The Problem of Double-Taxation in Indian Country
The Federal Lawyer, Vol 69, Issue 2 (March/April 2022), pp. 33-40, 56
14 Pages Posted: 8 Apr 2022
Date Written: March 1, 2022
Just as anthonomus grandis, the boll weevil, migrated into the United States as an invasive species to suck the life out of cotton crops, so too are state “tax weevils” crossing into Indian Country to suck the life out of tribal economies. The founding fathers were fully aware of the grave threat to tribal economies posed by the states; thus they gave Congress the exclusive “power to ...regulate Commerce...with the Indian Tribes.”
This article analyzes the impact of state tax weevils on tribal economies and examines the history of tribal law and policy from an economic perspective, focusing on the history of the Indian Trader Act. This article also critiques Supreme Court jurisprudence, particularly when it strayed from the principles excluding state taxation and regulation in a series of cases, culminating in Cotton Petroleum, which ultimately led to a race-based taxation system. The article concludes by providing guiding principles for the development of revised Indian Trader regulations and summarizes supportive comments from throughout Indian Country.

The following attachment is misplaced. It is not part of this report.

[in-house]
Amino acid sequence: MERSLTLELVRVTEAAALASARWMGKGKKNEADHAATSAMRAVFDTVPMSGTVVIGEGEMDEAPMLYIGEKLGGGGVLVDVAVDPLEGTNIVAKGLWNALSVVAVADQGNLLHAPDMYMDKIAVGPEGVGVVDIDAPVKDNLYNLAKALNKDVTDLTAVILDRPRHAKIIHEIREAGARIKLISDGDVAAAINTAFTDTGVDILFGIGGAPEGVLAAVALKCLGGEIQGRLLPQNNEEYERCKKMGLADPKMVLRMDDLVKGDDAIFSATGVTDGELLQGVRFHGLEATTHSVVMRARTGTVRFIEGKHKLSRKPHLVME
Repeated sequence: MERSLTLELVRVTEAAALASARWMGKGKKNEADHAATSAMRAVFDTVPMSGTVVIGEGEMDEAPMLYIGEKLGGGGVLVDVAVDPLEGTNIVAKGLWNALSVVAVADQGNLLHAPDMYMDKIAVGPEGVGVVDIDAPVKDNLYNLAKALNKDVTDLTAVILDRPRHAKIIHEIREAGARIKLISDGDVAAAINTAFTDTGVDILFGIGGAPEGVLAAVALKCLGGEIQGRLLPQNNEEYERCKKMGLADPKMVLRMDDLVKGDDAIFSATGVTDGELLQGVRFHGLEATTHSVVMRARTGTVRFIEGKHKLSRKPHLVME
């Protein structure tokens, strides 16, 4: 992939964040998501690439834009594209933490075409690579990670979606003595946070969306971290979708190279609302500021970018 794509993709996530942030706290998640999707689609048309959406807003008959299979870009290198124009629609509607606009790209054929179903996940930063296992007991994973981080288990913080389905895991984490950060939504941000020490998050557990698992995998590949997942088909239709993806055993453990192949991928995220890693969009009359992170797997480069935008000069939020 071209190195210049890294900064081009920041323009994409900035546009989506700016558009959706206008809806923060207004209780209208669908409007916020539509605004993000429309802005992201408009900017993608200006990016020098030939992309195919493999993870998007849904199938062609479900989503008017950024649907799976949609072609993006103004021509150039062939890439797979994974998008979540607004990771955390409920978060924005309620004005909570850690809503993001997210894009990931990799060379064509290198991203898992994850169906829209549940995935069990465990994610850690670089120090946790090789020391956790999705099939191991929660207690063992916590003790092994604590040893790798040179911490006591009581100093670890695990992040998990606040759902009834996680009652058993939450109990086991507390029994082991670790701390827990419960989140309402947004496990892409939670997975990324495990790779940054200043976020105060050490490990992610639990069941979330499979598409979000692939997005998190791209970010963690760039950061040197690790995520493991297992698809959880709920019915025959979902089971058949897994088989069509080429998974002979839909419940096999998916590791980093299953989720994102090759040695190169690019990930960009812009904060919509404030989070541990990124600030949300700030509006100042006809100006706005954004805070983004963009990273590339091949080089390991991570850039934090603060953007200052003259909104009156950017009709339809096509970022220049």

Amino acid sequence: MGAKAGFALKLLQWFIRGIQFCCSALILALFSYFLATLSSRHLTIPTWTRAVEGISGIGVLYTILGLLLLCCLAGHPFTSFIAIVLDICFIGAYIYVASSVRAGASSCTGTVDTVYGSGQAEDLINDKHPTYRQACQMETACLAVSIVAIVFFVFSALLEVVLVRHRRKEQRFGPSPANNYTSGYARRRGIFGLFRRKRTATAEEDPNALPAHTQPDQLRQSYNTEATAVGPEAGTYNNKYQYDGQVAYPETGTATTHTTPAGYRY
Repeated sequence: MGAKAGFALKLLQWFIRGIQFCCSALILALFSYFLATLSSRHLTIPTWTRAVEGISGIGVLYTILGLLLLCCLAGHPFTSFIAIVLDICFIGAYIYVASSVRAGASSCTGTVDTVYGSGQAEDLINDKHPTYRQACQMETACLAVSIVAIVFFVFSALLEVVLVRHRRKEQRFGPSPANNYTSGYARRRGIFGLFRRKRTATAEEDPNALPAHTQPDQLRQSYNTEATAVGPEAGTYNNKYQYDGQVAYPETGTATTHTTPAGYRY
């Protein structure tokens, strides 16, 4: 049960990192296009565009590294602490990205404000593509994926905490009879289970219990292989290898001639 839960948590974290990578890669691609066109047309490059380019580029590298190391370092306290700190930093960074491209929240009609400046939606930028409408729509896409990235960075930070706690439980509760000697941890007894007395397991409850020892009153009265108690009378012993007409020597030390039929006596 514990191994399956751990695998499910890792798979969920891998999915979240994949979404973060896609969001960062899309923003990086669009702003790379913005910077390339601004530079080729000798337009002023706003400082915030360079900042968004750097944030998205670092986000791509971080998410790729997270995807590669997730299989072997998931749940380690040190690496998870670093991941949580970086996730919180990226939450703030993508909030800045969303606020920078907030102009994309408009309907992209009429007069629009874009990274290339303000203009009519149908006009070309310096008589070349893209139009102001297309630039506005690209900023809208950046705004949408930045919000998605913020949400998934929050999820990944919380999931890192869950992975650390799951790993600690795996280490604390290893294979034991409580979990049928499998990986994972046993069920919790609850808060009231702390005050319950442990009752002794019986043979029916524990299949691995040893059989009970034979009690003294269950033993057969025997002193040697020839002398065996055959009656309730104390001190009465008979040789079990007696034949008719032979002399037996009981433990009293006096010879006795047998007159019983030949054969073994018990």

A previous, and expanded, version of this article is available at http://ssrn.com/abstract=3017298.
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